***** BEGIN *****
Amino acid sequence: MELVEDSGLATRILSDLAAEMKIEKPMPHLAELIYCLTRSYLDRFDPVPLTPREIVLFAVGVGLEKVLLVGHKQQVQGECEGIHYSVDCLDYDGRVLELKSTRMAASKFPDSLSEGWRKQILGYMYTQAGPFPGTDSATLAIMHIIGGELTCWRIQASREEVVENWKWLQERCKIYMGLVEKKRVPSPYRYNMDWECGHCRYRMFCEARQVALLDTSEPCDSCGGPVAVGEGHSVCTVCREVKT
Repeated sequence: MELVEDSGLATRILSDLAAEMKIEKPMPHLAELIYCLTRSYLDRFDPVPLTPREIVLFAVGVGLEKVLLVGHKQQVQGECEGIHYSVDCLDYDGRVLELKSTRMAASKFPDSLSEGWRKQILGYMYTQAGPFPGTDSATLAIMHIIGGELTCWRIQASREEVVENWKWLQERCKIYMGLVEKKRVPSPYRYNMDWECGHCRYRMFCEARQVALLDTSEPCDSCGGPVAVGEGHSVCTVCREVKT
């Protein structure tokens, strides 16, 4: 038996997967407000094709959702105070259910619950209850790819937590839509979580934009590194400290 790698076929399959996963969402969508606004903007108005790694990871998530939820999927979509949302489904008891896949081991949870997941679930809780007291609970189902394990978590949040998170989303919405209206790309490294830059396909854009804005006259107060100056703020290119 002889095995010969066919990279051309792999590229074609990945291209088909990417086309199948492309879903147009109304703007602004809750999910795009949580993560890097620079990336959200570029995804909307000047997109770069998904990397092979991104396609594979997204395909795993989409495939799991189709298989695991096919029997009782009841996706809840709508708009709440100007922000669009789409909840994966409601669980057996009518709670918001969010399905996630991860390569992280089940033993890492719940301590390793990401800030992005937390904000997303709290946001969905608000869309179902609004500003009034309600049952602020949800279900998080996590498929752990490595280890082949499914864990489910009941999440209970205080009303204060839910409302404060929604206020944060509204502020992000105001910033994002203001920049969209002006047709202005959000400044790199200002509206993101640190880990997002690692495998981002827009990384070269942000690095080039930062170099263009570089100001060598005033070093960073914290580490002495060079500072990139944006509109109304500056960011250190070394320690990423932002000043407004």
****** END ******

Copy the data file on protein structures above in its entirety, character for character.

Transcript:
Amino acid sequence: MELVEDSGLATRILSDLAAEMKIEKPMPHLAELIYCLTRSYLDRFDPVPLTPREIVLFAVGVGLEKVLLVGHKQQVQGECEGIHYSVDCLDYDGRVLELKSTRMAASKFPDSLSEGWRKQILGYMYTQAGPFPGTDSATLAIMHIIGGELTCWRIQASREEVVENWKWLQERCKIYMGLVEKKRVPSPYRYNMDWECGHCRYRMFCEARQVALLDTSEPCDSCGGPVAVGEGHSVCTVCREVKT
Repeated sequence: MELVEDSGLATRILSDLAAEMKIEKPMPHLAELIYCLTRSYLDRFDPVPLTPREIVLFAVGVGLEKVLLVGHKQQVQGECEGIHYSVDCLDYDGRVLELKSTRMAASKFPDSLSEGWRKQILGYMYTQAGPFPGTDSATLAIMHIIGGELTCWRIQASREEVVENWKWLQERCKIYMGLVEKKRVPSPYRYNMDWECGHCRYRMFCEARQVALLDTSEPCDSCGGPVAVGEGHSVCTVCREVKT
């Protein structure tokens, strides 16, 4: 038996997967407000094709959702105070259910619950209850790819937590839509979580934009590194400290 790698076929399959996963969402969508606004903007108005790694990871998530939820999927979509949302489904008891896949081991949870997941679930809780007291609970189902394990978590949040998170989303919405209206790309490294830059396909854009804005006259107060100056703020290119 002889095995010969066919990279051309792999590229074609990945291209088909990417086309199948492309879903147009109304703007602004809750999910795009949580993560890097620079990336959200570029995804909307000047997109770069998904990397092979991104396609594979997204395909795993989409495939799991189709298989695991096919029997009782009841996706809840709508708009709440100007922000669009789409909840994966409601669980057996009518709670918001969010399905996630991860390569992280089940033993890492719940301590390793990401800030992005937390904000997303709290946001969905608000869309179902609004500003009034309600049952602020949800279900998080996590498929752990490595280890082949499914864990489910009941999440209970205080009303204060839910409302404060929604206020944060509204502020992000105001910033994002203001920049969209002006047709202005959000400044790199200002509206993101640190880990997002690692495998981002827009990384070269942000690095080039930062170099263009570089100001060598005033070093960073914290580490002495060079500072990139944006509109109304500056960011250190070394320690990423932002000043407004």